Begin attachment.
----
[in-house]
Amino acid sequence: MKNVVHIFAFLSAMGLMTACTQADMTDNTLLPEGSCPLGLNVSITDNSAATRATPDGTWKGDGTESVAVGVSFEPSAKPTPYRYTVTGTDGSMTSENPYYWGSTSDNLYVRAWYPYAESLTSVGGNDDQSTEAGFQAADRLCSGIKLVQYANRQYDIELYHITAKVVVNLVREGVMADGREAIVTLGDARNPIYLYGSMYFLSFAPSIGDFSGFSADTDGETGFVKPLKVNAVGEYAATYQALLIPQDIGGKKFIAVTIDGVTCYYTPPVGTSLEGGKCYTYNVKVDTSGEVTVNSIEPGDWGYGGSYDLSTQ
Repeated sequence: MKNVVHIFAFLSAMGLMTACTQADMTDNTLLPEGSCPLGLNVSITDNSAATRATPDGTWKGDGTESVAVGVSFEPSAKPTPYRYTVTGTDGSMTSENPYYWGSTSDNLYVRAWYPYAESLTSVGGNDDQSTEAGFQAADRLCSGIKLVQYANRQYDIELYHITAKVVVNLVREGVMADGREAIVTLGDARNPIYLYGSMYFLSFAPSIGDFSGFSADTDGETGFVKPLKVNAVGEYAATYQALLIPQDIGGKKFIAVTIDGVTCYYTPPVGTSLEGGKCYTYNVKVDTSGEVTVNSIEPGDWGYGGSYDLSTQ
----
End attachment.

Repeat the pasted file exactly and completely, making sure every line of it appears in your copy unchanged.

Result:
[in-house]
Amino acid sequence: MKNVVHIFAFLSAMGLMTACTQADMTDNTLLPEGSCPLGLNVSITDNSAATRATPDGTWKGDGTESVAVGVSFEPSAKPTPYRYTVTGTDGSMTSENPYYWGSTSDNLYVRAWYPYAESLTSVGGNDDQSTEAGFQAADRLCSGIKLVQYANRQYDIELYHITAKVVVNLVREGVMADGREAIVTLGDARNPIYLYGSMYFLSFAPSIGDFSGFSADTDGETGFVKPLKVNAVGEYAATYQALLIPQDIGGKKFIAVTIDGVTCYYTPPVGTSLEGGKCYTYNVKVDTSGEVTVNSIEPGDWGYGGSYDLSTQ
Repeated sequence: MKNVVHIFAFLSAMGLMTACTQADMTDNTLLPEGSCPLGLNVSITDNSAATRATPDGTWKGDGTESVAVGVSFEPSAKPTPYRYTVTGTDGSMTSENPYYWGSTSDNLYVRAWYPYAESLTSVGGNDDQSTEAGFQAADRLCSGIKLVQYANRQYDIELYHITAKVVVNLVREGVMADGREAIVTLGDARNPIYLYGSMYFLSFAPSIGDFSGFSADTDGETGFVKPLKVNAVGEYAATYQALLIPQDIGGKKFIAVTIDGVTCYYTPPVGTSLEGGKCYTYNVKVDTSGEVTVNSIEPGDWGYGGSYDLSTQ